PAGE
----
When people were voting in Kolkata, goons and thugs were vacationing
How did cops manage to keep goons away from the booths on polling day in North Kolkata? How did the men and women in uniform measure up to the challenge of holding free and fair polls in South Kolkata? Here’s how.assembly elections Updated: May 05, 2016 02:42 IST
How did cops manage to keep goons away from the booths on polling day in North Kolkata? How did the men and women in uniform measure up to the challenge of holding free and fair polls in South Kolkata? Here’s how.
Two days before voting in North Kolkata, Mehfuz, a known gangster from Taltolla area, received a call from the Anti-Rowdy Section (ARS) of Kolkata Police.
The cops told him that he should immediately proceed on a vacation outside the city limits or else...A veteran who has ‘managed’ many an election before, Mehfuz packed his bags and headed for cooler climate.
His is not an isolated case. Two days before South Kolkata went to polls on April 30, Nanti, a known name in the city’s underworld, was asked to leave Kolkata forthwith or risk arrest. Like his colleague from the north, he left for Digha.
Many of them have chosen the police directive to pay a visit to well-known tourist deatinations like the Ajmer Sharif Dargah in Rajasthan, Gujarat, Odisha or even Darjeeling and Mandarmoni. And they have left in droves -- from Rajarhat to Behala, from Metiabruz to Burrabazar.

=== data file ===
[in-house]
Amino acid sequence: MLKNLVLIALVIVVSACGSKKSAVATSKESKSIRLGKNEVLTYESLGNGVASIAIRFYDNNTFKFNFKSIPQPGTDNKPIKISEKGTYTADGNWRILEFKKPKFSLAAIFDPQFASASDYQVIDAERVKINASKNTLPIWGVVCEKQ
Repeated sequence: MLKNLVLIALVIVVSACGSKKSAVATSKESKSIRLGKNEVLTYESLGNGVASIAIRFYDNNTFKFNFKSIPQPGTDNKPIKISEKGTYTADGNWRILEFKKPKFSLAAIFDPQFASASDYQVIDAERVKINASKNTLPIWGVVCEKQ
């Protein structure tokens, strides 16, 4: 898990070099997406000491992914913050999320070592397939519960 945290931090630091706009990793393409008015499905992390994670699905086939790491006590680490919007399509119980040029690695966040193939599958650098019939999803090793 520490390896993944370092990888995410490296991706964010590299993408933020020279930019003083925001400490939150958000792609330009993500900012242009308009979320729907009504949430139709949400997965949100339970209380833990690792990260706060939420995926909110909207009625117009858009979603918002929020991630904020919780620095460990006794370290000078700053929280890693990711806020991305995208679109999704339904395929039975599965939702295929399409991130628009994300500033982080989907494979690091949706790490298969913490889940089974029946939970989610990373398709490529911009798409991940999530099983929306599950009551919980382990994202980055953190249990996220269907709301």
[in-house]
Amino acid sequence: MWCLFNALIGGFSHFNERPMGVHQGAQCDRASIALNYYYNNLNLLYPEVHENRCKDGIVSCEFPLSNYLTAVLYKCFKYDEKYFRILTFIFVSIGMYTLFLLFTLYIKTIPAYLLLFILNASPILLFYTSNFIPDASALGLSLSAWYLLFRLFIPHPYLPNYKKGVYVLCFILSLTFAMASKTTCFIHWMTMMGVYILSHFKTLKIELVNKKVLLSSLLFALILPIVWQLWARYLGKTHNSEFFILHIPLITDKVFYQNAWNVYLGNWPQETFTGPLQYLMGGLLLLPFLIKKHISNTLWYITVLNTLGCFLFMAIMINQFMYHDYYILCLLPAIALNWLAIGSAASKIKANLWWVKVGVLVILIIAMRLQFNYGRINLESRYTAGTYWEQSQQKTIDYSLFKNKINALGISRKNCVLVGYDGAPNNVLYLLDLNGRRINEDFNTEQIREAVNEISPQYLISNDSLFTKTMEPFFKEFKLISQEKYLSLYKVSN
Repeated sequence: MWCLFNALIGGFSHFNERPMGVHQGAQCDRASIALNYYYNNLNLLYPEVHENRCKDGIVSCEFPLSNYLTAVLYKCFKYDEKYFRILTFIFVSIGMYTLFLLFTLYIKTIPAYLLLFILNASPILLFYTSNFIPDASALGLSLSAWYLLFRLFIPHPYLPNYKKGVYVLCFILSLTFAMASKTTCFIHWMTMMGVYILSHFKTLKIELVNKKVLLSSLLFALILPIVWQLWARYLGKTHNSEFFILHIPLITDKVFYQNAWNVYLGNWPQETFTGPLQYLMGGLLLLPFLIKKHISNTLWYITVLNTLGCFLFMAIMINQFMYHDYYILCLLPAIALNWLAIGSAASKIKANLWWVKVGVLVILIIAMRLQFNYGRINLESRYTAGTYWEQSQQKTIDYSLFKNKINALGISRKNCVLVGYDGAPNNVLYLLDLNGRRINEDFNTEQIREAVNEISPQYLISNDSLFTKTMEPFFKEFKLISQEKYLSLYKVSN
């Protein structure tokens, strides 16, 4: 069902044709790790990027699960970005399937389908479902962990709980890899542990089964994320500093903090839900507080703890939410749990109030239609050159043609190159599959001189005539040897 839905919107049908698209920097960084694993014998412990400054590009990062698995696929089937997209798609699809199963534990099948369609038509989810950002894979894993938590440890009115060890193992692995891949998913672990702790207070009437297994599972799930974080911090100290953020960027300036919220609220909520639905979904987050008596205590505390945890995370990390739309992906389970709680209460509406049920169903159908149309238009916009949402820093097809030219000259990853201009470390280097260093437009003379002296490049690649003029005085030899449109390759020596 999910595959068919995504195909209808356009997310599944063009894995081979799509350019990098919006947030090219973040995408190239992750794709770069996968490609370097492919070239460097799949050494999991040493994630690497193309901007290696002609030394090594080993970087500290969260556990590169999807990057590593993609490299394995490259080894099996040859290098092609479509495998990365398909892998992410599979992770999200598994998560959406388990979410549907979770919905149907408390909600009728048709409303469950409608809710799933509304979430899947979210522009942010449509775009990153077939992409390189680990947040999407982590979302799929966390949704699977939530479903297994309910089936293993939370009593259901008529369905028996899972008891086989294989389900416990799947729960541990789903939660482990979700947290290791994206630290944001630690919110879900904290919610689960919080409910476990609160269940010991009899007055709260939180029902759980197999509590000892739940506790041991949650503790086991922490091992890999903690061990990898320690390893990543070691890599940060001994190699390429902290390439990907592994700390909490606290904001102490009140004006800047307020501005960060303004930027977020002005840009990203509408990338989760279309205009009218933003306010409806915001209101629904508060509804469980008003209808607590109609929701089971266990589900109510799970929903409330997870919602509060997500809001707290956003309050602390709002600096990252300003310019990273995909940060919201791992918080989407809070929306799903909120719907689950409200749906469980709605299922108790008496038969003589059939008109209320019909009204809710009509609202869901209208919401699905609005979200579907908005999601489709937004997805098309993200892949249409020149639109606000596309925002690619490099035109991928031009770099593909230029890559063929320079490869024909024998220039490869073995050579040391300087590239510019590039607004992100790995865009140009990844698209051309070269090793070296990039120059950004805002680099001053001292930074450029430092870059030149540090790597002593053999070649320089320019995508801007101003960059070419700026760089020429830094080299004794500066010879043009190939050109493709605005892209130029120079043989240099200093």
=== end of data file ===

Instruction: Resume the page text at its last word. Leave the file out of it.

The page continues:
Those who dared the police, like Sheikh Vinod, had to cool their heels in jail.
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“Two days before polling in Kolkata, I was called to Lalbazar. There were many people like me at that meeting. A police officer told us that we had two options: one to leave the city immediately and two, spend some time in jail,” a notorious criminal from Behala who did not wish to be identified told HT.
“I left for Digha with my wife. Only after polling was over in my area did I return to Kolkata. Many of my friends are still vacationing,” he added. “Yes, this plan was okayed by our seniors. We had to keep troublemakers away from the booths,” said a senior ARS officer.
The plan was a great hit. On April 21 and April 30, when North and South Kolkata went to polls, the hoodlums were nowhere to be seen. Voters queued to before polling booths in large numbers to cast their franchise. The sounds of bombs and bullets were absent.
“The plan was unofficial but effective. Who wants to be behind bars? If you don’t listen to ARS officers they will make life hell for you. They will dig out old cases and slap new ones on us. So we obliged,” said a tough from North Kolkata.